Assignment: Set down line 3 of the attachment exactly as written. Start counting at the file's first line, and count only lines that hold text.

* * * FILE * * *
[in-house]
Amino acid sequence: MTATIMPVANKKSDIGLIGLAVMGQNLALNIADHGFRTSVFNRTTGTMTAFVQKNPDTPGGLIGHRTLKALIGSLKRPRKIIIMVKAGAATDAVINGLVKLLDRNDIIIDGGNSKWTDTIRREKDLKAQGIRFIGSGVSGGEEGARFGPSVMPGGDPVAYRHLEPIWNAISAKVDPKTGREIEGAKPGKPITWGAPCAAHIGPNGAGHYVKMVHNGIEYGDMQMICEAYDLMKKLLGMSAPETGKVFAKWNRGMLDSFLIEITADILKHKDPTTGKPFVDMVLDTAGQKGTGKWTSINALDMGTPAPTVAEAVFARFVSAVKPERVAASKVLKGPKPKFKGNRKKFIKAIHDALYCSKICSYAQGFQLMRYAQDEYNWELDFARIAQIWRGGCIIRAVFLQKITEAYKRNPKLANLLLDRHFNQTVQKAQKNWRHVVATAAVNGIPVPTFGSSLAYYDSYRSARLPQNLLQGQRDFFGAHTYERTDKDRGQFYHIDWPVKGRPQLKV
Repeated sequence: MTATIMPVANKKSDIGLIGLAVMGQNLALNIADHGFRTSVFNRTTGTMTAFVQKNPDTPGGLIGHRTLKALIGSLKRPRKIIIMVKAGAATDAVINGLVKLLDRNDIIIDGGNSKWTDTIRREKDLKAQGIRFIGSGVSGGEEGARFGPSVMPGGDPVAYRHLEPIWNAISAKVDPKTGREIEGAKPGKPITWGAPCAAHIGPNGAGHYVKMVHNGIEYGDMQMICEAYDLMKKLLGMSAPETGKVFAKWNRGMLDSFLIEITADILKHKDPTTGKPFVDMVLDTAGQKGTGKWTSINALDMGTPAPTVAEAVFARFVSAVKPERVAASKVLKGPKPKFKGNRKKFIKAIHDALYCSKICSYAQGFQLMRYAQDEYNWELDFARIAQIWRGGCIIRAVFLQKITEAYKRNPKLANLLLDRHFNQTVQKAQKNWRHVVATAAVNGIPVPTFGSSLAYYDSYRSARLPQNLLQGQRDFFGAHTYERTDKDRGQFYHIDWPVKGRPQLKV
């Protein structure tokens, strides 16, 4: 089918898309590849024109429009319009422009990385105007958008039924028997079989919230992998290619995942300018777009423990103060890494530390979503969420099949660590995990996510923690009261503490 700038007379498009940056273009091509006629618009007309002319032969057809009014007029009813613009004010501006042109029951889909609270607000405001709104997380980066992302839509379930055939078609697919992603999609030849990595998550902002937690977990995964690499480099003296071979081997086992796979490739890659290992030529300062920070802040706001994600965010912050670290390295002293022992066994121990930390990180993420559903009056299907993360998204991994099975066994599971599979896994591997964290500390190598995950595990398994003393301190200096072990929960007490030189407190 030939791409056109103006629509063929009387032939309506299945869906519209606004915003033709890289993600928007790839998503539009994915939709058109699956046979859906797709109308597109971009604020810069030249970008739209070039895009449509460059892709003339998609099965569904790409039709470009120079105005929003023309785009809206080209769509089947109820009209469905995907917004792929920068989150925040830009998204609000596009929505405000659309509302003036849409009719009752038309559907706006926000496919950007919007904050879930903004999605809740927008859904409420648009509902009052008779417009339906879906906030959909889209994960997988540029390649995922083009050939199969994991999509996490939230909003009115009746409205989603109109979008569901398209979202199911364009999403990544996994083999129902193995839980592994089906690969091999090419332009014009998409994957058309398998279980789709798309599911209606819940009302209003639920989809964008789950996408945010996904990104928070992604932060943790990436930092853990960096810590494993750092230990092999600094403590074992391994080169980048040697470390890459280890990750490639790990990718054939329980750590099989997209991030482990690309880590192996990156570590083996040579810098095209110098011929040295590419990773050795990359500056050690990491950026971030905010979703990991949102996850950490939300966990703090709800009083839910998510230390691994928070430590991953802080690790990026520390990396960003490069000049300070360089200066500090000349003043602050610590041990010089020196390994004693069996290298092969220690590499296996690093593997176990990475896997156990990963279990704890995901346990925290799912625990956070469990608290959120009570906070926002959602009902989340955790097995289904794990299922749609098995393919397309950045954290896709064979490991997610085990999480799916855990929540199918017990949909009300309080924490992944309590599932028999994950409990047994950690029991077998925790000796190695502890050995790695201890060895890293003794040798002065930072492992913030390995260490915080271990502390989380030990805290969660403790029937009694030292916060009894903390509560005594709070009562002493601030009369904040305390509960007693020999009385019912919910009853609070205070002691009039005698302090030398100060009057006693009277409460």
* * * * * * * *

Repeated sequence: MTATIMPVANKKSDIGLIGLAVMGQNLALNIADHGFRTSVFNRTTGTMTAFVQKNPDTPGGLIGHRTLKALIGSLKRPRKIIIMVKAGAATDAVINGLVKLLDRNDIIIDGGNSKWTDTIRREKDLKAQGIRFIGSGVSGGEEGARFGPSVMPGGDPVAYRHLEPIWNAISAKVDPKTGREIEGAKPGKPITWGAPCAAHIGPNGAGHYVKMVHNGIEYGDMQMICEAYDLMKKLLGMSAPETGKVFAKWNRGMLDSFLIEITADILKHKDPTTGKPFVDMVLDTAGQKGTGKWTSINALDMGTPAPTVAEAVFARFVSAVKPERVAASKVLKGPKPKFKGNRKKFIKAIHDALYCSKICSYAQGFQLMRYAQDEYNWELDFARIAQIWRGGCIIRAVFLQKITEAYKRNPKLANLLLDRHFNQTVQKAQKNWRHVVATAAVNGIPVPTFGSSLAYYDSYRSARLPQNLLQGQRDFFGAHTYERTDKDRGQFYHIDWPVKGRPQLKV